Our latest paper, in collaboration with the FullamLab (Life Sciences) has been published in Molecular Biosystems. In this work we demonstrate a new, easy, concept to the identification of Bacterial species. Recently, much interest has been placed on identifying bacteria using sequencing techniques - these are excellent, but need a culturing step and bio-film forming species are a problem. They also need signifcant infrastructure, which is a challenging in the developing world. There is also the growing problem of antibiotic resistance in developed countries.
To address this we have profiled how bacteria bind to carbohohydrates (sugars). Using a simple microwell plate, we could type the bacteira based on their profile, in essence creating a barcode. We could then use this to assign blind samples. We hope to translate this to clinically relevant strains, and also to more realistic (and cheap) detection systems.
Otten, LC, Fullam, E, Gibson, M.I. Molecular Biosystems, 2016, 'Discrimination between Bacterial Species by Ratiometric Analysis of their Carbohydrate Binding Profile'
Lucienne becomes Dr No 7!!
Lucienne Otten passed her PhD viva today, examined by Manuella Tosin (internal) and Ed Yates (Liverpool). Her Thesis was entitled 'Pathogen Detection Based on Carbohydrate Adhesion' and funded by the Systems Biology CDT. In short, Lucienne used 'simple' sugars and accesible chemsitry to make arrays which we used to interrogate pathogens (toxins, bacteria, viruses and parasites) and to create mathematical models of how they bound - in essence we made barcodes. USing this we could then use the arrays to rapidly discriminate between different toxins and species.
Read some of Luciennes papers!
Otten, LC, Fullam, E, Gibson, M.I. Molecular Biosystems, 2016, 'Discrimination between Bacterial Species by Ratiometric Analysis of their Carbohydrate Binding Profile' link
Richards, SJ, Otten, LC, Gibson, MI, J. Mater. Chem. B., 2016, Glycosylated Gold Nanoparticle Libraries for Label-Free Multiplexed Lectin Biosensing, Accepted Link
Otten, L.C., Gibson, MI. RSC Advances, 2015, 5, 53911 - 53914,. 'Discrimination between Lectins with Similar Specificities by Ratiometric Profiling of Binding to Glycosylated Surfaces; A Chemical ‘Tongue’ Approach' Accepted. Link
Jones, M. W., Otten, L, Richards, S-J, Lowery, R., Phillips D. J., Haddleton D. M., and Gibson MI. Chem. Sci., 2014, 5, 1611 - 1616 "Glycopolymers with secondary binding motifs mimic glycan branching and display bacterial lectin selectivity in addition to affinity"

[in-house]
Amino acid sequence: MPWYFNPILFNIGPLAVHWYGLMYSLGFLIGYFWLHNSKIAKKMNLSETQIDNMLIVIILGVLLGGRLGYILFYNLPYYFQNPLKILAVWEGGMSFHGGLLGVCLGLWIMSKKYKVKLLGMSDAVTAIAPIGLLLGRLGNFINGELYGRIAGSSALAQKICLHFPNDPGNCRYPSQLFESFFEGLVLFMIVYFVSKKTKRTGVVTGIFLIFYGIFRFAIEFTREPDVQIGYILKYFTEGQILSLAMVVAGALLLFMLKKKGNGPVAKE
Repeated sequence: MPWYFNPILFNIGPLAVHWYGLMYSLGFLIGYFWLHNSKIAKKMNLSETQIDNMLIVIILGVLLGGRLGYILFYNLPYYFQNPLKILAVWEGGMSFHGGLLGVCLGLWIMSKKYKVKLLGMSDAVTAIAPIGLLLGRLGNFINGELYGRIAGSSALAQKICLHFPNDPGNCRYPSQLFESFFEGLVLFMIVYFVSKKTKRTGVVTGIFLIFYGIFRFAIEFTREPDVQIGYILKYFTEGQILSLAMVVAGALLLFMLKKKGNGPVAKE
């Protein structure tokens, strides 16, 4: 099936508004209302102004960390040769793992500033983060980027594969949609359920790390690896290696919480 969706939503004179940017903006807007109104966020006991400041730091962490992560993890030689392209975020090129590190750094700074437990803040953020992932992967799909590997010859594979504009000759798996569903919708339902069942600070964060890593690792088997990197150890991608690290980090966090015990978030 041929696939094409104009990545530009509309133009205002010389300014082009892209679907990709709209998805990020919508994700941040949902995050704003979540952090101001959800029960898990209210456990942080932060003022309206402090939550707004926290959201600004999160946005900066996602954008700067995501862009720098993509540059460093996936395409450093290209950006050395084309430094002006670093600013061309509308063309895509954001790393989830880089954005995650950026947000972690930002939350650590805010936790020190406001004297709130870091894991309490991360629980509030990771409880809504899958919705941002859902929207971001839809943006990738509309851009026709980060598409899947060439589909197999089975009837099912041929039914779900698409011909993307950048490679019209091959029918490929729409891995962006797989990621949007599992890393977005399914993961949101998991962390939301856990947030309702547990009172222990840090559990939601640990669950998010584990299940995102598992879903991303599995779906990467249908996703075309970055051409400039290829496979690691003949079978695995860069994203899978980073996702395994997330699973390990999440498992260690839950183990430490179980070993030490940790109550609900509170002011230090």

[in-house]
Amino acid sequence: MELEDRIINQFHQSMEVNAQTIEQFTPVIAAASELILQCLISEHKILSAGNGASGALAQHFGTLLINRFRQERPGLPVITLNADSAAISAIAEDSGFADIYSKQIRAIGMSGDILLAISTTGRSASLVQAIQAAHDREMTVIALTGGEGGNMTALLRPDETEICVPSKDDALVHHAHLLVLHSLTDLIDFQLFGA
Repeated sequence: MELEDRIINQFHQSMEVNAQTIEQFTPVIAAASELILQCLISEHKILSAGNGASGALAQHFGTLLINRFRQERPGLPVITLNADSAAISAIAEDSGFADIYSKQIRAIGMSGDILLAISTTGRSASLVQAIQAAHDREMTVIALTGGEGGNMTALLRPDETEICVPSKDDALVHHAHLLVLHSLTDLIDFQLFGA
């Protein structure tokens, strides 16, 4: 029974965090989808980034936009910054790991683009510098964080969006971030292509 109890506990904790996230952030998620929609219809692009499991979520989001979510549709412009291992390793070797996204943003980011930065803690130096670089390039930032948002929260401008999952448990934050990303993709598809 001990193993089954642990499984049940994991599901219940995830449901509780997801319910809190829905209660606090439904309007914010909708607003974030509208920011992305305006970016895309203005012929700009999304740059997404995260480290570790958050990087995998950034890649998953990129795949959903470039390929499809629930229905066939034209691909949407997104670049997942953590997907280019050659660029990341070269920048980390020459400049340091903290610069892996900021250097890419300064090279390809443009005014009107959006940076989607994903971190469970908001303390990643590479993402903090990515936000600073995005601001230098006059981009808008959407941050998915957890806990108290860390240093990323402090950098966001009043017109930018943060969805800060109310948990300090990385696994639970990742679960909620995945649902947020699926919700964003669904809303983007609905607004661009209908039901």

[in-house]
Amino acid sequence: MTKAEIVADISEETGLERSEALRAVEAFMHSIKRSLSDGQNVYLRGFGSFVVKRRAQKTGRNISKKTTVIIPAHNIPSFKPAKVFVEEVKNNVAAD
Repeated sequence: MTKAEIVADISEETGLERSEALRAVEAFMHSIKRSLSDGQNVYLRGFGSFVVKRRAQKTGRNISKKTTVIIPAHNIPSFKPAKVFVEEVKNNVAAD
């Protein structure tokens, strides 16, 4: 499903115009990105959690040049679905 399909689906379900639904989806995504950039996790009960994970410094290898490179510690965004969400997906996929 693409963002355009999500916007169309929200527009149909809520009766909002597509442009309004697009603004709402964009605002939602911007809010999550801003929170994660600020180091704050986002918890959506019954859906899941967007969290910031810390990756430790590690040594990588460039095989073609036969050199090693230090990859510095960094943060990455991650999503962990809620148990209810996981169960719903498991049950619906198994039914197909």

Otten, L., Richards,S-J., Fullam, E., Besra, G.S., Gibson, M,I. , J.Mater. Chem. B, 2013, 1, 2665 - 2672, "Gold Nanoparticle-Linked Analysis of Carbohydrate-Protein Interactions, and Polymeric Inhibitors, using Unlabelled Proteins; Easy Measurements Using a ‘Simple’ Digital Camera" Link
Dan M becomes Dr Number 6!
Daniel Mitchell has become the most recent PhD to graduate from the lab. He defended his Thesis, examined by Daniell Mitchel (Warwick Medical School) and Vitaly Khutoryanskiy (Reading). Dan's Thesis was on the design of new antifreeze protein mimetic polymers and their translation to cell cryo-storage applications.
Read some of his papers, below;
Mitchell, D. E., et al. (2014). "Quantitative study on the antifreeze protein mimetic ice growth inhibition properties of poly(ampholytes) derived from vinyl-based polymers." Biomaterials Science. 2014, 2 (12), 1787 - 1795Mitchell, D.E, et al. (2015).
"Rational, yet simple design of an antifreeze protein inspired polymer for cellular cryopreservation". Chemical Communications. 2015, DOI: 10.1039/C5CC04647E.
Methods In Molecular Biology Book Chapter Published
Our contribution the the Book 'Macro-Glycoligands' has been published in Methods in Molecular Biology. Our chapter is a protocol (as with the series in general) describing how to obtained well-defined polymer coated gold nanoparticles with a corona of glycans. This shares our expertise and experience in this area including trouble-shooting to enable others to make these versatile materials. In particular, the use of these to probe lectin-binding is discussed.